دسترسی به سرمایه اجتماعی و کارآفرینی
|کد مقاله||سال انتشار||مقاله انگلیسی||ترجمه فارسی||تعداد کلمات|
|4217||2010||13 صفحه PDF||سفارش دهید||محاسبه نشده|
Publisher : Elsevier - Science Direct (الزویر - ساینس دایرکت)
Journal : Journal of Economic Behavior & Organization, Volume 76, Issue 3, December 2010, Pages 821–833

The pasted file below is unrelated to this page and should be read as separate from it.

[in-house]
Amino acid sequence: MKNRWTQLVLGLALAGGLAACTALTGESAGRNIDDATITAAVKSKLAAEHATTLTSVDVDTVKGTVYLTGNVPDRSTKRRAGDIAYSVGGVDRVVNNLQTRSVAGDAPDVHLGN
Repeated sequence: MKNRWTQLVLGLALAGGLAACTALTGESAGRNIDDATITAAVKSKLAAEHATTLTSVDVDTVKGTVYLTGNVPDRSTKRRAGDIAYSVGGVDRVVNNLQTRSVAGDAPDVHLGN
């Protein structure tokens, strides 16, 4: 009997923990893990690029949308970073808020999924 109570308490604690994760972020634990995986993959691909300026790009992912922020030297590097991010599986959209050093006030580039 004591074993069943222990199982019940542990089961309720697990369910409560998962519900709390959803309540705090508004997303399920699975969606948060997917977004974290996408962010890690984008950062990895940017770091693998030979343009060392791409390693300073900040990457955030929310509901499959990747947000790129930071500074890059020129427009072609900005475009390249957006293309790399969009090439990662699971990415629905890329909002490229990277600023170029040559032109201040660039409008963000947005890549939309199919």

We investigate the effect of social capital access on entrepreneurship. Social capital helps entrepreneurs to overcome resource constraints. This is especially important in small communities where we often see a lack of market-oriented institutions such as venture capital firms. Entrepreneurs gain access to social capital via club memberships. Combining differences in the number of individual club memberships with differences in the importance of social capital across communities, we identify a causal small community mark-up effect of individual club memberships on entrepreneurship. Assuming that unobserved heterogeneity that might influence both the individual's selection into clubs and the occupational choice to be an entrepreneur is independent of community size, we find that the effect of club membership on the propensity to be an entrepreneur is 2.6 percentage points larger in small communities than in large communities. Robustness tests support the validity of our identifying assumption and results.